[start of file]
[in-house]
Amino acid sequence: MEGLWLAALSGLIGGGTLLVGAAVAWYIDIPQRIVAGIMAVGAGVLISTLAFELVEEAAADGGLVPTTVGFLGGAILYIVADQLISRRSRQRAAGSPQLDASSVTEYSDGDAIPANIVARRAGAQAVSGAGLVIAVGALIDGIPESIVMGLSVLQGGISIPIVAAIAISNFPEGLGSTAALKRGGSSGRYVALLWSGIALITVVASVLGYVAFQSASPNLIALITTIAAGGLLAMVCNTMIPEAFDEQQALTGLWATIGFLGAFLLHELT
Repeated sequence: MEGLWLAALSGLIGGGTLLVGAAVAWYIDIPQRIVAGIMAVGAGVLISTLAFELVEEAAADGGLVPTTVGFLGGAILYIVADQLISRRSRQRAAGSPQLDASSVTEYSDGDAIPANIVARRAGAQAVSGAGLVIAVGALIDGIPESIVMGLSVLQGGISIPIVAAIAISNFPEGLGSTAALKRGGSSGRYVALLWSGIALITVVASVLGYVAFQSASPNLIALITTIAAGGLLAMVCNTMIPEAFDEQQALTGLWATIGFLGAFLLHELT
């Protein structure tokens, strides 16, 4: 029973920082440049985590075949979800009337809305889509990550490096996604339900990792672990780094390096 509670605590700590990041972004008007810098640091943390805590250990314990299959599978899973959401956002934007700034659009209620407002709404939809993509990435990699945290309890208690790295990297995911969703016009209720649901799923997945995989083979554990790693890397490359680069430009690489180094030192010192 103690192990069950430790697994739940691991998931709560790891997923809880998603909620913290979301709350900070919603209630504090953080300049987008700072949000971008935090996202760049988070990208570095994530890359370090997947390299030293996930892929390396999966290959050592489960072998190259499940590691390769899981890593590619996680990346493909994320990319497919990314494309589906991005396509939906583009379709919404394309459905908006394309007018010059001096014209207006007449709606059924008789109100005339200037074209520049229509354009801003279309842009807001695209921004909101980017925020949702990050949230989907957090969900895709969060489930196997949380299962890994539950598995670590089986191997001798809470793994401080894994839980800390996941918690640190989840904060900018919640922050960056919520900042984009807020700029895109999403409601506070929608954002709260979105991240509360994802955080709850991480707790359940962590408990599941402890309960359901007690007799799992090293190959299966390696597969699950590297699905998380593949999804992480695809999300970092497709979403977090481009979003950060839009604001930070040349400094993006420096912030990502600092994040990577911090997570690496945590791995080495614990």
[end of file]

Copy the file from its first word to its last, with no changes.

[in-house]
Amino acid sequence: MEGLWLAALSGLIGGGTLLVGAAVAWYIDIPQRIVAGIMAVGAGVLISTLAFELVEEAAADGGLVPTTVGFLGGAILYIVADQLISRRSRQRAAGSPQLDASSVTEYSDGDAIPANIVARRAGAQAVSGAGLVIAVGALIDGIPESIVMGLSVLQGGISIPIVAAIAISNFPEGLGSTAALKRGGSSGRYVALLWSGIALITVVASVLGYVAFQSASPNLIALITTIAAGGLLAMVCNTMIPEAFDEQQALTGLWATIGFLGAFLLHELT
Repeated sequence: MEGLWLAALSGLIGGGTLLVGAAVAWYIDIPQRIVAGIMAVGAGVLISTLAFELVEEAAADGGLVPTTVGFLGGAILYIVADQLISRRSRQRAAGSPQLDASSVTEYSDGDAIPANIVARRAGAQAVSGAGLVIAVGALIDGIPESIVMGLSVLQGGISIPIVAAIAISNFPEGLGSTAALKRGGSSGRYVALLWSGIALITVVASVLGYVAFQSASPNLIALITTIAAGGLLAMVCNTMIPEAFDEQQALTGLWATIGFLGAFLLHELT
């Protein structure tokens, strides 16, 4: 029973920082440049985590075949979800009337809305889509990550490096996604339900990792672990780094390096 509670605590700590990041972004008007810098640091943390805590250990314990299959599978899973959401956002934007700034659009209620407002709404939809993509990435990699945290309890208690790295990297995911969703016009209720649901799923997945995989083979554990790693890397490359680069430009690489180094030192010192 103690192990069950430790697994739940691991998931709560790891997923809880998603909620913290979301709350900070919603209630504090953080300049987008700072949000971008935090996202760049988070990208570095994530890359370090997947390299030293996930892929390396999966290959050592489960072998190259499940590691390769899981890593590619996680990346493909994320990319497919990314494309589906991005396509939906583009379709919404394309459905908006394309007018010059001096014209207006007449709606059924008789109100005339200037074209520049229509354009801003279309842009807001695209921004909101980017925020949702990050949230989907957090969900895709969060489930196997949380299962890994539950598995670590089986191997001798809470793994401080894994839980800390996941918690640190989840904060900018919640922050960056919520900042984009807020700029895109999403409601506070929608954002709260979105991240509360994802955080709850991480707790359940962590408990599941402890309960359901007690007799799992090293190959299966390696597969699950590297699905998380593949999804992480695809999300970092497709979403977090481009979003950060839009604001930070040349400094993006420096912030990502600092994040990577911090997570690496945590791995080495614990």